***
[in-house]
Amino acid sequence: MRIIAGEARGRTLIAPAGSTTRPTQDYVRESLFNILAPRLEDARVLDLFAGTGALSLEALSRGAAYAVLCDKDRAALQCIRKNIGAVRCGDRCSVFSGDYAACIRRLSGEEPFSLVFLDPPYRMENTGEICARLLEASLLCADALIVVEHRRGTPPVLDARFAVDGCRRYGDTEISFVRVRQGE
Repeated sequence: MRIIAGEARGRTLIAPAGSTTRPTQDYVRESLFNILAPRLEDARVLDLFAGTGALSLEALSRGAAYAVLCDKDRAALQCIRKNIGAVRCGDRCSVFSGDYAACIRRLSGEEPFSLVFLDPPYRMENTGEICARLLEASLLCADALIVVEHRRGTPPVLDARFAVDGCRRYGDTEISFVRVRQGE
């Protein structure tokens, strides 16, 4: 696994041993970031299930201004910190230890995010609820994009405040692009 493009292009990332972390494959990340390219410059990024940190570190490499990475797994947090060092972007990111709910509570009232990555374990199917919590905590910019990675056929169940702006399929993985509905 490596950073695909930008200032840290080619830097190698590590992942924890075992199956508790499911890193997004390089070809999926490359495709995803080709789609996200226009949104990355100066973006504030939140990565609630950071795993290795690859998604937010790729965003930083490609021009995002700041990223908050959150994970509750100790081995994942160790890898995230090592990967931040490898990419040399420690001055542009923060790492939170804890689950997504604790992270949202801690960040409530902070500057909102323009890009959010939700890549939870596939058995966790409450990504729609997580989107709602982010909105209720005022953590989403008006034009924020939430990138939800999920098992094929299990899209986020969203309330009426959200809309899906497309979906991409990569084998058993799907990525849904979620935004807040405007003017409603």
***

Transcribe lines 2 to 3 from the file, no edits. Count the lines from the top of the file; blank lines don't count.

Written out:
Amino acid sequence: MRIIAGEARGRTLIAPAGSTTRPTQDYVRESLFNILAPRLEDARVLDLFAGTGALSLEALSRGAAYAVLCDKDRAALQCIRKNIGAVRCGDRCSVFSGDYAACIRRLSGEEPFSLVFLDPPYRMENTGEICARLLEASLLCADALIVVEHRRGTPPVLDARFAVDGCRRYGDTEISFVRVRQGE
Repeated sequence: MRIIAGEARGRTLIAPAGSTTRPTQDYVRESLFNILAPRLEDARVLDLFAGTGALSLEALSRGAAYAVLCDKDRAALQCIRKNIGAVRCGDRCSVFSGDYAACIRRLSGEEPFSLVFLDPPYRMENTGEICARLLEASLLCADALIVVEHRRGTPPVLDARFAVDGCRRYGDTEISFVRVRQGE